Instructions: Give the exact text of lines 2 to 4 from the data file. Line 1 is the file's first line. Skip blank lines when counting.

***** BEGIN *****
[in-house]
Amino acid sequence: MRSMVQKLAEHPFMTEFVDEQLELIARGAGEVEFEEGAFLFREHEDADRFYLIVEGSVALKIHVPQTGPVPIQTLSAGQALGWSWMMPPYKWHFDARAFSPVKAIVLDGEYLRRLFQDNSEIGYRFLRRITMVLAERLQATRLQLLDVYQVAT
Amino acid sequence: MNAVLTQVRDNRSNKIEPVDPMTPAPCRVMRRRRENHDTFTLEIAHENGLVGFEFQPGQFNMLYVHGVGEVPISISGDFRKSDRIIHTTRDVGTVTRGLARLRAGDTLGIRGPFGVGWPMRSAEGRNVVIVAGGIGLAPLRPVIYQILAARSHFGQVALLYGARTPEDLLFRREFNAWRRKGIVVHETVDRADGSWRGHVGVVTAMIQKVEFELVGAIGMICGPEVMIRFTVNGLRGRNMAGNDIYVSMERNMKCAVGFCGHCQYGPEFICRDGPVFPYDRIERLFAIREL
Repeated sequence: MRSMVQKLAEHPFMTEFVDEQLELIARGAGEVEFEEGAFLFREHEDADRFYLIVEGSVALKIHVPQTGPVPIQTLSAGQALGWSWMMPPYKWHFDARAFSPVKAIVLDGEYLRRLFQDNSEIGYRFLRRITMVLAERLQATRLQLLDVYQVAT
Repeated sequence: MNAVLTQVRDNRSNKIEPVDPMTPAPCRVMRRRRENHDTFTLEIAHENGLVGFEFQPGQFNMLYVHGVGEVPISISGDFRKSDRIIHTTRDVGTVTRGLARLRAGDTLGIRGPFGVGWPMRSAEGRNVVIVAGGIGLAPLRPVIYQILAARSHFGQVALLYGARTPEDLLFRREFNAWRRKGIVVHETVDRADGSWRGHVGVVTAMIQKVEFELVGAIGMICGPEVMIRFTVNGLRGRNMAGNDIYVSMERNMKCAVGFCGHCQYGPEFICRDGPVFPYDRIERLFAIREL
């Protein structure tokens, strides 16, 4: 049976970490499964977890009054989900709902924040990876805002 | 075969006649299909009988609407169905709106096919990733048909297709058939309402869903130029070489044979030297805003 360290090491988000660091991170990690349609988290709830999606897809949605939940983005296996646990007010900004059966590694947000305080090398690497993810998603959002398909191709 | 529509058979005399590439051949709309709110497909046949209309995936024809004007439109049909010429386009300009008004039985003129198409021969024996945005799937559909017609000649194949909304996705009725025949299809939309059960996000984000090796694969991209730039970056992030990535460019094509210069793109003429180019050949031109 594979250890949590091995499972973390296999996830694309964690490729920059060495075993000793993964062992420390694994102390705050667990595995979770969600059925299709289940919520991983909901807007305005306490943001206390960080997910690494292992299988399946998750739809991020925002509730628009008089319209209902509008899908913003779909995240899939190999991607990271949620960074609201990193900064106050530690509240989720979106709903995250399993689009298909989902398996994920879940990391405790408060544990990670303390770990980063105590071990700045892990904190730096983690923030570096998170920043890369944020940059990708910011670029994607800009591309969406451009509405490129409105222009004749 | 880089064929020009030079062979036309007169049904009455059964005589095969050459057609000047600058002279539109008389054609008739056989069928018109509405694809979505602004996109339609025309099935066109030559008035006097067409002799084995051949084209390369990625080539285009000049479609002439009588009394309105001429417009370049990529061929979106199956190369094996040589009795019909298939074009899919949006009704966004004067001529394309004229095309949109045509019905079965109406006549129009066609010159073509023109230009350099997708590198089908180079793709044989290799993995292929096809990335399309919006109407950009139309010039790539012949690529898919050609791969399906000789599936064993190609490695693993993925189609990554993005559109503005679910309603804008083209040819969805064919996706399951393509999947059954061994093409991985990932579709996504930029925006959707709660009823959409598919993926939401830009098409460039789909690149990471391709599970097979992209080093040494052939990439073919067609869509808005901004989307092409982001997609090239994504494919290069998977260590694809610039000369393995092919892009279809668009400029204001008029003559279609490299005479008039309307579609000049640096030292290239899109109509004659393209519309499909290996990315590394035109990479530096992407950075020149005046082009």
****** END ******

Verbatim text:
Amino acid sequence: MRSMVQKLAEHPFMTEFVDEQLELIARGAGEVEFEEGAFLFREHEDADRFYLIVEGSVALKIHVPQTGPVPIQTLSAGQALGWSWMMPPYKWHFDARAFSPVKAIVLDGEYLRRLFQDNSEIGYRFLRRITMVLAERLQATRLQLLDVYQVAT
Amino acid sequence: MNAVLTQVRDNRSNKIEPVDPMTPAPCRVMRRRRENHDTFTLEIAHENGLVGFEFQPGQFNMLYVHGVGEVPISISGDFRKSDRIIHTTRDVGTVTRGLARLRAGDTLGIRGPFGVGWPMRSAEGRNVVIVAGGIGLAPLRPVIYQILAARSHFGQVALLYGARTPEDLLFRREFNAWRRKGIVVHETVDRADGSWRGHVGVVTAMIQKVEFELVGAIGMICGPEVMIRFTVNGLRGRNMAGNDIYVSMERNMKCAVGFCGHCQYGPEFICRDGPVFPYDRIERLFAIREL
Repeated sequence: MRSMVQKLAEHPFMTEFVDEQLELIARGAGEVEFEEGAFLFREHEDADRFYLIVEGSVALKIHVPQTGPVPIQTLSAGQALGWSWMMPPYKWHFDARAFSPVKAIVLDGEYLRRLFQDNSEIGYRFLRRITMVLAERLQATRLQLLDVYQVAT